By William James
LONDON (Reuters) - Prime Minister Theresa May's Conservative Party urged lawmakers to back the government's Brexit legislation at a vote in parliament later on Wednesday, warning opponents that trying to block the plan would bring chaos.
The European Union (Withdrawal) Bill is set to complete its first journey through parliament's lower house some time after 1900 GMT, a milestone on the long road towards cementing the legal foundations of Brexit.
The bill repeals the 1972 law which made Britain a member of the EU and transfers EU laws into British ones. It has become a focal point for the divisive debate about what type of EU divorce Britain should seek, severely testing May's ability to deliver on her exit strategy without a parliamentary majority.
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Nevertheless, despite one embarrassing defeat, several government concessions and criticism from within her own party, May is expected to win a vote that will see the bill passed to parliament's largely pro-EU upper chamber for more scrutiny.
Speaking ahead of the vote, Conservative Party Chairman Brandon Lewis called on the opposition Labour Party, which has opposed May's strategy at almost every turn, to back the bill and show it is not trying to overturn the 2016 EU referendum.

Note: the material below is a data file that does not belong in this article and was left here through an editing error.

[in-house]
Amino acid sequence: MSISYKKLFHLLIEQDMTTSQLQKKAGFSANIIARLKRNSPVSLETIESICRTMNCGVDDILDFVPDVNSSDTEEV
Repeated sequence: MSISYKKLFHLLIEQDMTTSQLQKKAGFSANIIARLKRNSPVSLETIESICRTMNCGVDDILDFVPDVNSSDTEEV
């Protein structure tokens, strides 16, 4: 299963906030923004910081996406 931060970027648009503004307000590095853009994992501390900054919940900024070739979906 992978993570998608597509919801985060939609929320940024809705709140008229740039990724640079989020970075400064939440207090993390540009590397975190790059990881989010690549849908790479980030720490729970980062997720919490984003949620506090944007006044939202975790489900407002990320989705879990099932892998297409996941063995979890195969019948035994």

"Labour say over and again that they support the referendum result, and can be trusted to act responsibly, but today that will be put to the test. They can either back this bill or vote for chaos," Lewis said.
Labour leader Jeremy Corbyn has said he will instruct his party to vote against the bill if concerns about democratic accountability, protection of workers, the environment and consumer rights are not addressed.
Even if Labour vote against, May should be able to win a vote thanks to an arrangement with a small, pro-Brexit Northern Irish Party. A number of Labour lawmakers could also defy Corbyn to help the bill through.
The upper house of parliament, the House of Lords, will take months to scrutinize the bill before it can become law. While many there are expected to try to soften the Brexit approach, the most likely area for changes to the bill involves rather technical, constitutional issues.
This month both pro- and anti-EU politicians have raised the question of whether to hold a second referendum to give voters the chance to approve whatever withdrawal treaty is agreed with Brussels before Britain leaves the bloc.
Leaders of EU institutions weighed into this debate by saying on Tuesday that Britons were still welcome to stay in the EU if they had a change of heart.
In response, May's spokesman repeated her determination to follow through on Brexit, even though she campaigned against it in 2016.
(Reporting by William James; editing by Mark Heinrich)